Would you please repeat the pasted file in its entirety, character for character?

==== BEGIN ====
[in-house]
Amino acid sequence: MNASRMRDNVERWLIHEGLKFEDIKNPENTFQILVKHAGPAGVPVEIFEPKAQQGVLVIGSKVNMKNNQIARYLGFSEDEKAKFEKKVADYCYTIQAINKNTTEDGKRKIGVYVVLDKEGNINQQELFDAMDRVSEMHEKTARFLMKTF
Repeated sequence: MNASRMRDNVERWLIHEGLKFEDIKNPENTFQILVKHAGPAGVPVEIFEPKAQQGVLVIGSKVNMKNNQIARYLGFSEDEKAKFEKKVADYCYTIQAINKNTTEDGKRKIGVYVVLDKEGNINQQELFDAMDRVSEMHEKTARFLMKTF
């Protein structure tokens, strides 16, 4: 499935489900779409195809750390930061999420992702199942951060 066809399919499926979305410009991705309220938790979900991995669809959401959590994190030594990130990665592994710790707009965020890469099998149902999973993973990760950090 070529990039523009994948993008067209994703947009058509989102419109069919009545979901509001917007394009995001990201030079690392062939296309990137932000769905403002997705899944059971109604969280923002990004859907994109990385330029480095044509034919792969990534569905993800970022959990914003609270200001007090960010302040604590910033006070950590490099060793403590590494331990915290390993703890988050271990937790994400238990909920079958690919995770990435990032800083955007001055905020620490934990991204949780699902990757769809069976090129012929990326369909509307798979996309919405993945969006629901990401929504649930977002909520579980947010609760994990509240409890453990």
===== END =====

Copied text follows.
[in-house]
Amino acid sequence: MNASRMRDNVERWLIHEGLKFEDIKNPENTFQILVKHAGPAGVPVEIFEPKAQQGVLVIGSKVNMKNNQIARYLGFSEDEKAKFEKKVADYCYTIQAINKNTTEDGKRKIGVYVVLDKEGNINQQELFDAMDRVSEMHEKTARFLMKTF
Repeated sequence: MNASRMRDNVERWLIHEGLKFEDIKNPENTFQILVKHAGPAGVPVEIFEPKAQQGVLVIGSKVNMKNNQIARYLGFSEDEKAKFEKKVADYCYTIQAINKNTTEDGKRKIGVYVVLDKEGNINQQELFDAMDRVSEMHEKTARFLMKTF
């Protein structure tokens, strides 16, 4: 499935489900779409195809750390930061999420992702199942951060 066809399919499926979305410009991705309220938790979900991995669809959401959590994190030594990130990665592994710790707009965020890469099998149902999973993973990760950090 070529990039523009994948993008067209994703947009058509989102419109069919009545979901509001917007394009995001990201030079690392062939296309990137932000769905403002997705899944059971109604969280923002990004859907994109990385330029480095044509034919792969990534569905993800970022959990914003609270200001007090960010302040604590910033006070950590490099060793403590590494331990915290390993703890988050271990937790994400238990909920079958690919995770990435990032800083955007001055905020620490934990991204949780699902990757769809069976090129012929990326369909509307798979996309919405993945969006629901990401929504649930977002909520579980947010609760994990509240409890453990």